I have some issues with my middle, ring, and pinkie finger on my right hand. They work but feel like the messages are getting delayed from my brain. My right arm works but has some delay issues as well. No one seems to notice it but me, but my speech takes a little more concentration than before. It is usually worse when I first wake up or when I am tired. The experts tell me both are normal.

Good stuff: I never lost consciousness or any memory. I didn't lose any vision. I have way more movement in my hands than most after a stroke. I can play drums a little (this was a big worry). I can hold handlebars and work shifters and brakes. I can also do a wheelie (though I will NEVER admit how I found this out).

I am determined not to take myself and my family to that dark place I went after my neck issues. I am hopeful and positive about recovery, even if it does not go the way I want it to. For now I just want to make it through my heart procedure with out complications and do what the Doc's tell me (within reason). The staff at TCH was very good to me as well as the Fire rescue guys (if anyone knows the guys in the pics please let me know who they are). The guys at the Subaru dealership could not have been better. If you know any of them, please thank them for me. I am very thankful to be alive and alert. Everything else will reveal itself in the future. My wife was an absolute rock through this whole ordeal as was my boy LWB (for calling Mom and alerting the Subaru guys). My oldest boy, future hopeful med student, diagnosed me well before the doctors. He watches "House" and "Mystery Diagnosis" and he was never worried. Smart like his Mom that one.

Thanks to all, for the love and positive thoughts. I promise I will be pissing you all off again in no time.



Wednesday, August 4, 2010

C'mon C'mon

I am always a little amused when people make declarations of love. Some people need to "declare" love for spouses and children, or to proclaim their need to "spend time" with a spouse, or family member. I find the behavior odd, like saying you need to breath or eat. It always seemed to me that it was a given and the people that made the least of these declarations, had the most stable lives and relationships. I find it equally odd when people pretend that their families or friends don't annoy them, or that they don't need breaks from said folks. My point is, relationships are weird. We love people that drive us nuts. We need to be around our family and sometimes it is healthy for us to be alone.

I have been riding with my son quite a bit over the last few months. It is a little tougher being a bike Dad. It is twice as hard to get ready. There are twice as many mechanical issues, it is twice as expensive. Instead of only having to motivate yourself, you must now be a host to a little person that (most of the time) doesn't know what he is feeling, why he is feeling it, or how to deal with all the residual energy those feelings cause. Like most things I have been passionate about, the perfect days are few, but they occur just enough to keep you to keep you on the hook. When they do happen, there is nothing better.

The downside to this is; I don't get to ride with my friends as much. It wasn't bad in the beginning because LWB could only ride a couple days week, and most days, those rides were short. I could do an easy ride with him, then set out on my own, or catch the group ride later. LWB is getting pretty fit and he has grown (literally) a lot this year. He has become a stronger more experienced rider and he is able to do longer tougher rides than ever before. This has stretched the time between crew rides more and more. It was always the goal for him to be a rider capable of being on the crew rides. When he rides with us, I feel bad inflicting my language and subject filters on the crew. They did not decide to have a kid and it is not their fault he isn't old enough to talk about the various attributes of female runners body parts, or how drunk someone got the night before, or any other adult, politically incorrect subjects that make rides with the boys such great escapes from real life. I live in constant fear that they will recount some tale of my past exploits that my boy is not ready to process. When you factor in that the crew is filled with mythical people he has been hearing stories about for years, and that he so badly wants to be around the riders he idolizes, the balancing act is delicate.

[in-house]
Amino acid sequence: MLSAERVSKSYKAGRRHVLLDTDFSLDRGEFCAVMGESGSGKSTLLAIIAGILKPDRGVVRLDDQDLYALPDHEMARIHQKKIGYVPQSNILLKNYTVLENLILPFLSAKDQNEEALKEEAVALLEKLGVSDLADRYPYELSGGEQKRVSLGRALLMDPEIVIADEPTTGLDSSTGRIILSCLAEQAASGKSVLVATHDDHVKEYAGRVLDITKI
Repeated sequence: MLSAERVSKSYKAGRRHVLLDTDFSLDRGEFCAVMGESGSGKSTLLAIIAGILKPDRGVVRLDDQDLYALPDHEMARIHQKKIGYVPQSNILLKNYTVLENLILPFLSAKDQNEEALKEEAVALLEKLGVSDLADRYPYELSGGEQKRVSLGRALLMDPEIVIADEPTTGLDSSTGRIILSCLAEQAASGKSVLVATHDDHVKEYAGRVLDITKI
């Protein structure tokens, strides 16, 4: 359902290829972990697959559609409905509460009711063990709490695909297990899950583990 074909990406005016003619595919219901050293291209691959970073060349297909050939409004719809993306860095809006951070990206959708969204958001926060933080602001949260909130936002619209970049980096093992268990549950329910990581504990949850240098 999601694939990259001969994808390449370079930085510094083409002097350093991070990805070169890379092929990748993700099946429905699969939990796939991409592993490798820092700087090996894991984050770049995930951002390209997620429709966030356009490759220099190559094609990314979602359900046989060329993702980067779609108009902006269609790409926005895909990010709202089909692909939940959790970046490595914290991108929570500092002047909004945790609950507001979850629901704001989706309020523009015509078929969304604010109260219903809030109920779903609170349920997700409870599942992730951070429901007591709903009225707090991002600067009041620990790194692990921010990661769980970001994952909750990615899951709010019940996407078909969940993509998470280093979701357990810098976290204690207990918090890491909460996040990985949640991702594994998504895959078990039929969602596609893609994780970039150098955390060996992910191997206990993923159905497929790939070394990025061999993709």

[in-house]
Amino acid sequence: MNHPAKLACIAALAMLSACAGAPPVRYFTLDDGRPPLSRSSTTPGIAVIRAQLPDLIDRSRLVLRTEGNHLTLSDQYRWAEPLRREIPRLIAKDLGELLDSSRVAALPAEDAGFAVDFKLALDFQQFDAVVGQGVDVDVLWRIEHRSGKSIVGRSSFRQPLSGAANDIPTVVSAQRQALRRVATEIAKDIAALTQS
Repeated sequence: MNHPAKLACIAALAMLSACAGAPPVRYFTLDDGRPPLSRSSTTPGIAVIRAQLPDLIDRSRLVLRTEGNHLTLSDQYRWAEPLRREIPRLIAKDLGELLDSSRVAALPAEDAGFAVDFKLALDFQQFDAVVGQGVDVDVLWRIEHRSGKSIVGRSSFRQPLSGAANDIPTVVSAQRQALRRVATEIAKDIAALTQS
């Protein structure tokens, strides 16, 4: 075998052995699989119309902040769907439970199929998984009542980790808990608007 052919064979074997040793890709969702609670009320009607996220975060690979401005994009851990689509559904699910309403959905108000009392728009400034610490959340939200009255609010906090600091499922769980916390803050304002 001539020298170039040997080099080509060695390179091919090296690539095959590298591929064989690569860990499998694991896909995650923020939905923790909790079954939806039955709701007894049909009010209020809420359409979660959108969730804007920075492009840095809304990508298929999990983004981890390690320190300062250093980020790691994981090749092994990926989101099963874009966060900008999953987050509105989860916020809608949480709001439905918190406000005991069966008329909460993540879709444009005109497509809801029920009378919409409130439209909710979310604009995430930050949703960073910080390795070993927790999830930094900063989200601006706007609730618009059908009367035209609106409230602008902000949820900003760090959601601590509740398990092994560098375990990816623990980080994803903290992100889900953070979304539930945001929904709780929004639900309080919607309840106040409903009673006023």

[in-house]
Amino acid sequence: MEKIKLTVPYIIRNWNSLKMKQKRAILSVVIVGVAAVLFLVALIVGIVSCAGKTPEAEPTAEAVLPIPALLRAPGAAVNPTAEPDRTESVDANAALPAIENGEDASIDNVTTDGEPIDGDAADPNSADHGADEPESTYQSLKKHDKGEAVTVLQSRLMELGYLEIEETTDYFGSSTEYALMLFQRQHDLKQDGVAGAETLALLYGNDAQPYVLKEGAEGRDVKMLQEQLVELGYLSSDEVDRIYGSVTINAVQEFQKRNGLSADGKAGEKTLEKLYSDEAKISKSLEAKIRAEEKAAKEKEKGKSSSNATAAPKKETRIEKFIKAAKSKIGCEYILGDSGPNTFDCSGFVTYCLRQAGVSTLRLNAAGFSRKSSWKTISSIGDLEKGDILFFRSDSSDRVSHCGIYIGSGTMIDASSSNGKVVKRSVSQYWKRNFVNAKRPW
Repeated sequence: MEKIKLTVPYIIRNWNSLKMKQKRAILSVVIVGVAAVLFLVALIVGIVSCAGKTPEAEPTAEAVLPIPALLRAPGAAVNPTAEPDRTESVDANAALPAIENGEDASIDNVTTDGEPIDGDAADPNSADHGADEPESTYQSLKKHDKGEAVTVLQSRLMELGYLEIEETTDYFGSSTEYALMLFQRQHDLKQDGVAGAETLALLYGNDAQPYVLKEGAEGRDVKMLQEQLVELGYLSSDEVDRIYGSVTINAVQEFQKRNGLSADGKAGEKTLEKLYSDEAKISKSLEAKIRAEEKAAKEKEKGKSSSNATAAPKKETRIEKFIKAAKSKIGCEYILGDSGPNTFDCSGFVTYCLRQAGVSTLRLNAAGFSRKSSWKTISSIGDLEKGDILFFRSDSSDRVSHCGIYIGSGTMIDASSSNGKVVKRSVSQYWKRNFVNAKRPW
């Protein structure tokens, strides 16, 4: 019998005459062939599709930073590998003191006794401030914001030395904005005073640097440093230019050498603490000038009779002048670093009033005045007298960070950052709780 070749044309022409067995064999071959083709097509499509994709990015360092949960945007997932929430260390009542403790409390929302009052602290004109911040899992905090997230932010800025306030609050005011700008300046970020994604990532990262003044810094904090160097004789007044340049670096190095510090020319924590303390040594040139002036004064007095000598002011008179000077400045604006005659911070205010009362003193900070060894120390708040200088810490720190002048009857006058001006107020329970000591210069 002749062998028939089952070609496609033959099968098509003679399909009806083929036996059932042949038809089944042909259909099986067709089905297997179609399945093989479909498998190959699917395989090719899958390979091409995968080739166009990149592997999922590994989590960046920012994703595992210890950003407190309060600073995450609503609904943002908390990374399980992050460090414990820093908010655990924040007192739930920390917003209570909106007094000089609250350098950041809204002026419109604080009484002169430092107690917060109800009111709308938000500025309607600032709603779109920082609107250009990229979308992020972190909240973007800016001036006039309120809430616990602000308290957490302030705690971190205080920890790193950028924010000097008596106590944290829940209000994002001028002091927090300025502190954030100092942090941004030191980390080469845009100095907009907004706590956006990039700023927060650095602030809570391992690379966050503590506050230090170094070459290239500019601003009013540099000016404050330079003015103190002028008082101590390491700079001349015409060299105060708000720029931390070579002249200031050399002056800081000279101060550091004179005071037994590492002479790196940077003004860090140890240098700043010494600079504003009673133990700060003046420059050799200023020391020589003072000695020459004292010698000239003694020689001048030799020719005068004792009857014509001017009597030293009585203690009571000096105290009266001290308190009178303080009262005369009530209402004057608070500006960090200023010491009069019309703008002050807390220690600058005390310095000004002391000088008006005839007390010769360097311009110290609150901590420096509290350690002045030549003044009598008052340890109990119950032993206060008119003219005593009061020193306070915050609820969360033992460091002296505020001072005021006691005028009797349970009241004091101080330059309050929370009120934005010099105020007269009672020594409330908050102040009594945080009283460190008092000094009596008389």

The rare rides I get to be on with (adult only) crew have created another weird side affect: I am way too stoked and I want all those rides to be perfect. Absence makes the heart grow fonder and completely unrealistic. Given enough time (and Irish heritage) allows me to completely edit out all the bad footage and only run the highlight reel, over and over. I show up on adult only rides thinking they are all going to be technically great, super funny and that everyone is as stoked as me. This usually leads to disappointment. I forget that they ride together all the time, they are in bad moods, and that they don't want to recant every detail from all the time since we last rode together. I am also slower, from adjusting my riding style for the grommet and the large number of beginner/junior rides we attend. So on top of getting my feelings hurt, I usually get a good ass kicking to go with my reality check.

When I ride with my son a little part of me is pissed I am not riding harder or with the crew. When I ride with the crew, I miss my boy and I am reminded of slow I am. All in all, I am a lucky dude. I am lucky to have friends. I am lucky to have a kid that rides well. I have even enjoyed riding with some new folks I have met on the Mingo group rides. As with all things, these issues will stabilize without any input from me. Change is hard, and constant.

I'll see you on the trails (eventually).